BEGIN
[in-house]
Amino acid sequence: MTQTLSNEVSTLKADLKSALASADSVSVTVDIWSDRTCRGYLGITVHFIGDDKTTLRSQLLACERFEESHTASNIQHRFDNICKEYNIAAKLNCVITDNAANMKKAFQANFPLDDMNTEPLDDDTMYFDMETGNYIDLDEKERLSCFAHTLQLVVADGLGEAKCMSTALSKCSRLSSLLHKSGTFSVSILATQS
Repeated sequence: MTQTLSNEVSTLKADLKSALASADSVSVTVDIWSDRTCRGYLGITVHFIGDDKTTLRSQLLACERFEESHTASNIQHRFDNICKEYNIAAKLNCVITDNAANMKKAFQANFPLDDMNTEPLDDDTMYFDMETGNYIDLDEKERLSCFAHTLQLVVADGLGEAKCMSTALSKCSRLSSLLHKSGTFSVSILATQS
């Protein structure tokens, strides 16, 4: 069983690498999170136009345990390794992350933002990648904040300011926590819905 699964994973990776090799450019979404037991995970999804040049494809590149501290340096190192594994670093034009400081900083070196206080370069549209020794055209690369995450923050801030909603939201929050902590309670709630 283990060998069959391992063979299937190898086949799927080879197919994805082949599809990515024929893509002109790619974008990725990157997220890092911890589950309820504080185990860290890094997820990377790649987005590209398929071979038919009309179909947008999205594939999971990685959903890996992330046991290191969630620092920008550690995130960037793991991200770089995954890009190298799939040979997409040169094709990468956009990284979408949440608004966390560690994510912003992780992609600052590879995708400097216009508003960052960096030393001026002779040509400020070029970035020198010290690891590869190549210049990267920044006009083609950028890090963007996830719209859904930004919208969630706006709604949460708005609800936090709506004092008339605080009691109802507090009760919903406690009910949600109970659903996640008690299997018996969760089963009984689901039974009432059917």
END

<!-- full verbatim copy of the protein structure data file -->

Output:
[in-house]
Amino acid sequence: MTQTLSNEVSTLKADLKSALASADSVSVTVDIWSDRTCRGYLGITVHFIGDDKTTLRSQLLACERFEESHTASNIQHRFDNICKEYNIAAKLNCVITDNAANMKKAFQANFPLDDMNTEPLDDDTMYFDMETGNYIDLDEKERLSCFAHTLQLVVADGLGEAKCMSTALSKCSRLSSLLHKSGTFSVSILATQS
Repeated sequence: MTQTLSNEVSTLKADLKSALASADSVSVTVDIWSDRTCRGYLGITVHFIGDDKTTLRSQLLACERFEESHTASNIQHRFDNICKEYNIAAKLNCVITDNAANMKKAFQANFPLDDMNTEPLDDDTMYFDMETGNYIDLDEKERLSCFAHTLQLVVADGLGEAKCMSTALSKCSRLSSLLHKSGTFSVSILATQS
């Protein structure tokens, strides 16, 4: 069983690498999170136009345990390794992350933002990648904040300011926590819905 699964994973990776090799450019979404037991995970999804040049494809590149501290340096190192594994670093034009400081900083070196206080370069549209020794055209690369995450923050801030909603939201929050902590309670709630 283990060998069959391992063979299937190898086949799927080879197919994805082949599809990515024929893509002109790619974008990725990157997220890092911890589950309820504080185990860290890094997820990377790649987005590209398929071979038919009309179909947008999205594939999971990685959903890996992330046991290191969630620092920008550690995130960037793991991200770089995954890009190298799939040979997409040169094709990468956009990284979408949440608004966390560690994510912003992780992609600052590879995708400097216009508003960052960096030393001026002779040509400020070029970035020198010290690891590869190549210049990267920044006009083609950028890090963007996830719209859904930004919208969630706006709604949460708005609800936090709506004092008339605080009691109802507090009760919903406690009910949600109970659903996640008690299997018996969760089963009984689901039974009432059917």